Alumni Spotlight


Shady M. Qubaty 

Shady Qubaty majored in Economics and Near Eastern Language & Civilizations. He was awarded the Clarendon Scholarship at Oxford University and the Henry Fellowship, Cambridge Trust Award and King’s College Scholarship at King’s College, Cambridge. He chose Cambridge, where he pursued an M.A. on post-war economic recovery in Yemen and methods of restructuring the League of Arab States and Gulf Cooperation Council.

Qubaty was the first-ever Yemeni undergraduate to be admitted to Yale. He is the co-founder of Yemen’s leading international NGO Adalah, which was been appointed as the official secretariat to the U.K. Parliament, and serves as the vice president of the Economic Forum for Sustainable Development. He participated in United Nations Human Rights Council meetings in Geneva, spoke before and moderated panels at the U.K. Parliament. At Yale, he was a competitive table tennis player, and president of the Arab Students Association, of the Morse College Council, and of the MENA Students Association. A teaching fellow and a member of Phi Beta Kappa, Qubaty is a leader of the Yale Alumni Fund’s Senior Class Gift, an assistant to the MacMillan Center’s Council on Middle East Studies, and in 2018 directed Yale’s first Arab conference “Amalna — Paving the Road Ahead.” 

Paige Lawrence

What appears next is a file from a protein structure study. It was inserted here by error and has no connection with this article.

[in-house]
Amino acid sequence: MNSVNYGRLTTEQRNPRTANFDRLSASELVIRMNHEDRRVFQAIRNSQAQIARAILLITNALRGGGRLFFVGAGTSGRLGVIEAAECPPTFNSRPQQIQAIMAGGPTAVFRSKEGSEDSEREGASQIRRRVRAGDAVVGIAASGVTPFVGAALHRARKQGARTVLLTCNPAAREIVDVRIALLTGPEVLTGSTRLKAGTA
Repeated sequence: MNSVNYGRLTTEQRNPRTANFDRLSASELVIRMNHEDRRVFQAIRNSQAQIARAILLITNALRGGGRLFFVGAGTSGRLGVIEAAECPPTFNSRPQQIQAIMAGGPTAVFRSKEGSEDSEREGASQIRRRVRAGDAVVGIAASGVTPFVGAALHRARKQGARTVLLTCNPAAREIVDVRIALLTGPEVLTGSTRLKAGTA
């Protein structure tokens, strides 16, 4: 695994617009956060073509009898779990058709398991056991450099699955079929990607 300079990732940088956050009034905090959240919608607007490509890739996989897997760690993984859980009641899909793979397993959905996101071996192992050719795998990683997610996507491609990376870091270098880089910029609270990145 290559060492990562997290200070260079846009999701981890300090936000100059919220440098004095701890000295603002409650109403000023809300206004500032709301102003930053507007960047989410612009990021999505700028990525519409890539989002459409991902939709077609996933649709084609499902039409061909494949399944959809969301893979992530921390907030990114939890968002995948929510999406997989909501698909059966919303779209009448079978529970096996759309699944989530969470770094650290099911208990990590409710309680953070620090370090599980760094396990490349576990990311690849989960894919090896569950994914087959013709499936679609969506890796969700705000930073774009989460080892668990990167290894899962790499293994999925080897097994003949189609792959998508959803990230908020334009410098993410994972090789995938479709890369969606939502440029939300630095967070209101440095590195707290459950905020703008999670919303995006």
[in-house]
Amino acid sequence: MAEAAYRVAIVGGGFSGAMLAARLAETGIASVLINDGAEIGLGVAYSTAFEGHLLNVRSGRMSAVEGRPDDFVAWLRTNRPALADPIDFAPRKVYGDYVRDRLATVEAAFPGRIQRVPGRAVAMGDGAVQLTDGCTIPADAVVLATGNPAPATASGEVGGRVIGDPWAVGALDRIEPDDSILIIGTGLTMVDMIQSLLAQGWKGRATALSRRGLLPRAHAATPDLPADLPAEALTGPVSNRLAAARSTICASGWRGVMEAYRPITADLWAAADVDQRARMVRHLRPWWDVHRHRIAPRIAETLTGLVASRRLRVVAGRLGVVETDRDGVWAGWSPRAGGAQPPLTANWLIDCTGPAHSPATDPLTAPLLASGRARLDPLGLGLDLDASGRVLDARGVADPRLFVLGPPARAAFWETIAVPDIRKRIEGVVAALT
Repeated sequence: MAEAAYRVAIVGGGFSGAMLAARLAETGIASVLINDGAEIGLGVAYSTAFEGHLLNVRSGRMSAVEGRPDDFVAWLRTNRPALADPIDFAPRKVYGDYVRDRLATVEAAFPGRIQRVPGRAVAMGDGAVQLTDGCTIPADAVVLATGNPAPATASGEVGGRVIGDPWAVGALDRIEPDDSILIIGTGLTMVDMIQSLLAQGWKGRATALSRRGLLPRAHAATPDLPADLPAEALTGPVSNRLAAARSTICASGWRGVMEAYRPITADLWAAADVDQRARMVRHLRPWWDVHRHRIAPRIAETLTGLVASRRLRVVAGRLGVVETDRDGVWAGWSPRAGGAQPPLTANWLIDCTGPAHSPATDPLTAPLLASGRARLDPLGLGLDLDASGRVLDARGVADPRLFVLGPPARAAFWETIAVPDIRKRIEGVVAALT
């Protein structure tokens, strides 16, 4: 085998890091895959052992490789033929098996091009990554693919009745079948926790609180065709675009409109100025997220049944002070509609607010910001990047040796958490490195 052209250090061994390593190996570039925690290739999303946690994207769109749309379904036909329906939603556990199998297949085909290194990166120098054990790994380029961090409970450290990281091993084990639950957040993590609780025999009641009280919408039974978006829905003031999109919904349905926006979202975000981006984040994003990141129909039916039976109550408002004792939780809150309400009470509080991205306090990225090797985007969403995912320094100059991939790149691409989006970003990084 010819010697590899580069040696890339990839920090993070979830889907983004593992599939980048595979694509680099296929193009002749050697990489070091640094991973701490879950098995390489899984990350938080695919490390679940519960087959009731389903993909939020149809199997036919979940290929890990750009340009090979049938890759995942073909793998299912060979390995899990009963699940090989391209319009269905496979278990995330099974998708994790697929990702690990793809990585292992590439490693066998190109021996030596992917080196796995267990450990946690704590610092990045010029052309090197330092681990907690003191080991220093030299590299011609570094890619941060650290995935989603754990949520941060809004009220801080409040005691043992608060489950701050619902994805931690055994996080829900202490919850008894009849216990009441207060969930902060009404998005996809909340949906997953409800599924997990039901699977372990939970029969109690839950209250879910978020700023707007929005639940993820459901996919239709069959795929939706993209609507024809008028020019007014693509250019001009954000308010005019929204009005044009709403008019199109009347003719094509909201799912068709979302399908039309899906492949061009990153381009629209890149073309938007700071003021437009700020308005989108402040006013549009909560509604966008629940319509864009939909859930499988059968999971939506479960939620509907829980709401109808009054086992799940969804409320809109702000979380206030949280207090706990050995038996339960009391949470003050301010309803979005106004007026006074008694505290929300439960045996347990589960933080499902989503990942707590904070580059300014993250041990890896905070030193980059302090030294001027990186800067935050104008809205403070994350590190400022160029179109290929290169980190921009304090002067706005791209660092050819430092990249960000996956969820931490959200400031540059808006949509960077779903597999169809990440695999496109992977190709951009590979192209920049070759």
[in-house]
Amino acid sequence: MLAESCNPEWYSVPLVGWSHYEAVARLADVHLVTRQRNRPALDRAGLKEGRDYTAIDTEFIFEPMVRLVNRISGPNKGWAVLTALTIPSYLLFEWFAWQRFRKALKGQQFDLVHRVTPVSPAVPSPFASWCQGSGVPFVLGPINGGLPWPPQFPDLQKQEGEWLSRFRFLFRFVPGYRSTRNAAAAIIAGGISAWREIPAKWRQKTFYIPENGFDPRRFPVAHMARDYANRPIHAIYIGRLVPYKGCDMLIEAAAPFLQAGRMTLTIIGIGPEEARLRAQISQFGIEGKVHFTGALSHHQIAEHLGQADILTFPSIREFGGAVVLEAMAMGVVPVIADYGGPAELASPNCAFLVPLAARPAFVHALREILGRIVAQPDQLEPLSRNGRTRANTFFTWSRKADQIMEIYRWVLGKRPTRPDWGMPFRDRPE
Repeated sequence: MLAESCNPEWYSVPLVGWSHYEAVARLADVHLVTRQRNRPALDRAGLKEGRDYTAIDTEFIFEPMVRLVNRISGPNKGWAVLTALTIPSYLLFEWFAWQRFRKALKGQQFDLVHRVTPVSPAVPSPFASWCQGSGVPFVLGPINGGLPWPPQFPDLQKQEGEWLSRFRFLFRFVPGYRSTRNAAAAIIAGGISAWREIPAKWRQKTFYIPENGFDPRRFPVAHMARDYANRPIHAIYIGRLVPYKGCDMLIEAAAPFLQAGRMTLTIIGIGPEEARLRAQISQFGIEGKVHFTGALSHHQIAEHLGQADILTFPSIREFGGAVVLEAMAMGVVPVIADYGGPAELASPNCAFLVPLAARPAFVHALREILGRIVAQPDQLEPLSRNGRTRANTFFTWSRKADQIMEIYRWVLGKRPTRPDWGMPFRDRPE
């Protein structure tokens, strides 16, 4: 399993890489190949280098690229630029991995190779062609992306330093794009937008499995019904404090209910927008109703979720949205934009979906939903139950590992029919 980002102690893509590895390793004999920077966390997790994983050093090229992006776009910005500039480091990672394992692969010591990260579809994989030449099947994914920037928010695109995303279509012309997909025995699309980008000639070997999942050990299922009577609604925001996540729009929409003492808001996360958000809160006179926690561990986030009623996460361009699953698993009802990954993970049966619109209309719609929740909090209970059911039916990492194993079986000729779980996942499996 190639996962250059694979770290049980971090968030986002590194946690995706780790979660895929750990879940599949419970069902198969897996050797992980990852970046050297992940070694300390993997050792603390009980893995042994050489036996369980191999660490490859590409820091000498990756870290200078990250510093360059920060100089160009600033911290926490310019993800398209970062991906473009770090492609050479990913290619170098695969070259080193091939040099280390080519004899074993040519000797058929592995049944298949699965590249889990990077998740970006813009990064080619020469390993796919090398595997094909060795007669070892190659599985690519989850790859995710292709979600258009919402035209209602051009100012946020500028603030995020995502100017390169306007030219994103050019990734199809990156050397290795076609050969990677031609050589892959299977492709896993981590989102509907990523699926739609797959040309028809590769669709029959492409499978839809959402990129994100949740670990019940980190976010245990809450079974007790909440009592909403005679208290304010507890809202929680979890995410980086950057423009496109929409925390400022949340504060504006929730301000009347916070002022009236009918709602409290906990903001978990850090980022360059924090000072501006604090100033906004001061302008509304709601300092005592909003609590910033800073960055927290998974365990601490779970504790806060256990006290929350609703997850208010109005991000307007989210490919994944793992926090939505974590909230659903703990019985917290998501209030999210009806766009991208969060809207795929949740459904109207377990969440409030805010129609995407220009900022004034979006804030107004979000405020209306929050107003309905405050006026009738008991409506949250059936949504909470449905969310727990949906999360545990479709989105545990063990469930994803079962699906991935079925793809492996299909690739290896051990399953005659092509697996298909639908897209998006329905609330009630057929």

I double majored in NELC and History, with a simultaneous MA in History. I’m currently working in consulting at Bain & Company, with aspirations of going to business school and continuing on in the business world. NELC taught me a great deal beyond the fascinating subject matter — skills including research, perseverance, teamwork, and critical thinking. I utilize my research skills daily, and with the niche topics I studied in NELC, I became very successful at finding information that can be difficult to hunt down. In studying Egyptology, there are often no existing / high quality translations one can look up online as a shortcut; there’s no way around doing the hard work and pushing through it, which left a lasting impression. The only way to succeed in some of these translations was to work with my classmates, prompting me to become more of a team player in ways I use regularly in consulting. Writing my thesis nudged me out of my comfort zone and required a great deal of critical thinking, hard work, and comfort with scrapping a section and starting it over, instilling in me a willingness to strike lower quality work and redo it better. In the NELC department, I also benefited from very passionate faculty members who were willing to meet regularly outside of class. In the context of thesis writing, such dedicated professors provided lots of individual attention and support, helping me grow a great deal as both a scholar and a person.